Friday, July 6, 2012

Word of the Day: IMMIGRATION

We've been hearing a lot of rhetoric for the past several years regarding illegal immigration, which I define as people coming here to work and live illegally...and employers who hire them illegally. I have some comments on the issue.

First off, let's get semantics out of the way.  A number of years ago, former Ohio Congressman Dennis Kucinich said that there are no illegal individuals.  My understanding was that he, too, was addressing semantics.  True, an individual is not illegal; what that individual does is illegal.  That is why you hear of people being convicted of crimes, not of themselves.  (If people were convicted of themselves, it would seem the population would drop off pretty quickly.)

I believe Mr. Kucinich's point was regarding the term "illegal immigrant". Okay, fair enough.  No, there are no illegal individuals.  However, what they do is illegal.  Whether you use "illegal immigrant" or "immigrant who is here illegally" is, to me, nothing more than semantics.  They are here illegally.  Period.  If they are hired by employers, and I don't care if they are paid "under the table" or are on the payroll, then the employers are also breaking the law.  Period.

I recently read an article about several dozen persons who were sworn in as American citizens on or close to July 4th.  You could tell, by the words they used, that they were joyful and proud to be naturalized American citizens.  I can only imagine how that must feel.  I remember both my father and mother telling me about how my father's parents, who were immigrants to this country, felt overjoyed when they became U.S. citizens.  My grandfather became a citizen first because my grandmother had a harder time with learning the English language.  She hung in there, learned it well enough, and felt pride once again when she, too, became a citizen of the United States of America.  My grandparents did what they needed to do, as did those in the article who were sworn in as citizens, and they became part of this country.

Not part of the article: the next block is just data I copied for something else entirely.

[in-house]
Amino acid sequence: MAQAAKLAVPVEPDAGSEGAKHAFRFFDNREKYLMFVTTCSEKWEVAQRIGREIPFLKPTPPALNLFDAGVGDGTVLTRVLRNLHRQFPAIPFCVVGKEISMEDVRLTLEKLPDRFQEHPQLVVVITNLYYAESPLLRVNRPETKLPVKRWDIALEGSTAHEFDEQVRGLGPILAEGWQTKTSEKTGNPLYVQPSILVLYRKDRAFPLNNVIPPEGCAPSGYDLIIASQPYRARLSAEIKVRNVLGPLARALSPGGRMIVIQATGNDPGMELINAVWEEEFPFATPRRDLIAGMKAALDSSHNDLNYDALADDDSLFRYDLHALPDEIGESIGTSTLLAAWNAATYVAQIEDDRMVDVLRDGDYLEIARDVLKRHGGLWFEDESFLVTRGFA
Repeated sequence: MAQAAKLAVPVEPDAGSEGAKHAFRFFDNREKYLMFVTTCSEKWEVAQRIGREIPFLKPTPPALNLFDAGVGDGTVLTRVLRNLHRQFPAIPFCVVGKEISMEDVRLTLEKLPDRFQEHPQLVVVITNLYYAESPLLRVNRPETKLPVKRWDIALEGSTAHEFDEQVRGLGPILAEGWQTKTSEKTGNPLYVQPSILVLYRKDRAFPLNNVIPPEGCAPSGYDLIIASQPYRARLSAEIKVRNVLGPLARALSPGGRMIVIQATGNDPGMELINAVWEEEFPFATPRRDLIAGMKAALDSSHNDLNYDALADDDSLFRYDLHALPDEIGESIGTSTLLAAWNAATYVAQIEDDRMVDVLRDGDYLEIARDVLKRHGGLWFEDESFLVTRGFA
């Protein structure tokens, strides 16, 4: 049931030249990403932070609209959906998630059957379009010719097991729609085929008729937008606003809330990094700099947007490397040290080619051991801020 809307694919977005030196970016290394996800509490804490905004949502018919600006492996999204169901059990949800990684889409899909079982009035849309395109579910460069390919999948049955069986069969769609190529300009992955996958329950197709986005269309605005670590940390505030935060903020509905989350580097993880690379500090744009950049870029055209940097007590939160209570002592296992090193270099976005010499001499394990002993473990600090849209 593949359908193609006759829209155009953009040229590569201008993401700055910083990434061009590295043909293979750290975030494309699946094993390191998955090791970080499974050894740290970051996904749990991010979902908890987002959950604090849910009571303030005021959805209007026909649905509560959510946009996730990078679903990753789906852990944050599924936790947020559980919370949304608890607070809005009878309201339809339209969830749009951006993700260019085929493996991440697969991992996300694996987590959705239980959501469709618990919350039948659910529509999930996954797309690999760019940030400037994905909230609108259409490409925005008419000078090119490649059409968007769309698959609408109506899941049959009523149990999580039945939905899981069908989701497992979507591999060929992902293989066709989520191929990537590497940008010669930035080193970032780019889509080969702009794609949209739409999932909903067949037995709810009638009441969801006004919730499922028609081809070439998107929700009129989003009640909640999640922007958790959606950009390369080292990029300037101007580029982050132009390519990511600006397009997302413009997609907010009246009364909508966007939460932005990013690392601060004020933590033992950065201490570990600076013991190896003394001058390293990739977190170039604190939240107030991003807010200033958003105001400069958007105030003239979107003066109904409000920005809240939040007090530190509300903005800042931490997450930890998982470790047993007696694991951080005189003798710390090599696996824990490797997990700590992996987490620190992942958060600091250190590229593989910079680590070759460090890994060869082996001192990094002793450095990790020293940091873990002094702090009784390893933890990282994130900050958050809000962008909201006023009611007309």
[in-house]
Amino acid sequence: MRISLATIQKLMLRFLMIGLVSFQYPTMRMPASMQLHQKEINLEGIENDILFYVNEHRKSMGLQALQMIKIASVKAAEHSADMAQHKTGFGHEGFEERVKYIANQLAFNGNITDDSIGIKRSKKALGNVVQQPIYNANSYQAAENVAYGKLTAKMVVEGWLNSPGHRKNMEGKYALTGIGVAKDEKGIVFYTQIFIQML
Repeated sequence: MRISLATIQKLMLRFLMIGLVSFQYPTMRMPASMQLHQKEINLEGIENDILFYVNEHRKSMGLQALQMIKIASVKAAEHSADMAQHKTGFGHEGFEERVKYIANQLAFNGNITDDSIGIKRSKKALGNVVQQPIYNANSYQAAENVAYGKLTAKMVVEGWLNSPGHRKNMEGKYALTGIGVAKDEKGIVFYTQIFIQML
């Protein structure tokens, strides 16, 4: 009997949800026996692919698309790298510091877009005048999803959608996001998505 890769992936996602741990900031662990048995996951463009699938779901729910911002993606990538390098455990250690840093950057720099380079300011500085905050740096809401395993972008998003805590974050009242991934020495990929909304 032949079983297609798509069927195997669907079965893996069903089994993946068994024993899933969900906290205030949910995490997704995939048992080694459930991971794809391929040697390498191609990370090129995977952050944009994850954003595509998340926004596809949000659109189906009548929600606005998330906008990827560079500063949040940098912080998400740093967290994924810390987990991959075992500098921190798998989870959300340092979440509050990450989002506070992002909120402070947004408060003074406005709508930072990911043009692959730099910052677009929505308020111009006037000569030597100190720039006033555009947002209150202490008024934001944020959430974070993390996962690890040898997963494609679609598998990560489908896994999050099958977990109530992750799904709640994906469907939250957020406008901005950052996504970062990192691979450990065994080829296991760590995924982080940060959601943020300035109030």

One piece of the illegal immigration rhetoric that I find confusing (and, I admit, irritating) is the following phrase, or something close to it: "We need to create a path to citizenship."  Let me start with that statement at face value.  When you say "create a path" and not "create another path" or "create a new path", you are saying that no previous path exists.  It seems to me that such a statement would be false...just look at those new U.S. citizens or my grandparents for your proof.  For further reading, check out this link about the naturalization process and this link about Ellis Island.  Better yet, ask someone who became a naturalized U.S. citizen about his/her experience and how he/she felt.

Let's assume that those who use this "create a path" terminology really mean another or new.  I would ask, "Really?"  If you mean "another", then tell me how the naturalization process already in place is insufficient that having an additional path is necessary.  If you mean "new", then tell me how the naturalization process already in place has completely failed this country that replacing it is necessary.  I have heard lots of people tout how great it would be and how it is the right thing to do.  I have heard no one explain clearly the necessity of another or a new immigration process being implemented.

As a side note, speaking of semantics, I have had my fill of people using the terms "immigrant" and "illegal immigrant" interchangeably, or as though they are the same thing.  Neither those newly-naturalized U.S. citizens days ago nor my grandparents nearly 100 years ago are/were illegal immigrants in this country!  What they went through is the kind of immigration that made this country great.

It may seem that I fall in either one or another category politically.  I am not interested in falling into, or standing squarely in, one political category or another; I couldn't care less about that.  An old saying, though, comes to mind on this issue: If it ain't broke, don't fix it.  Maybe a number of people actually think that the United States' naturalization process is broken...

...or maybe, in reality, something else is.

Terry

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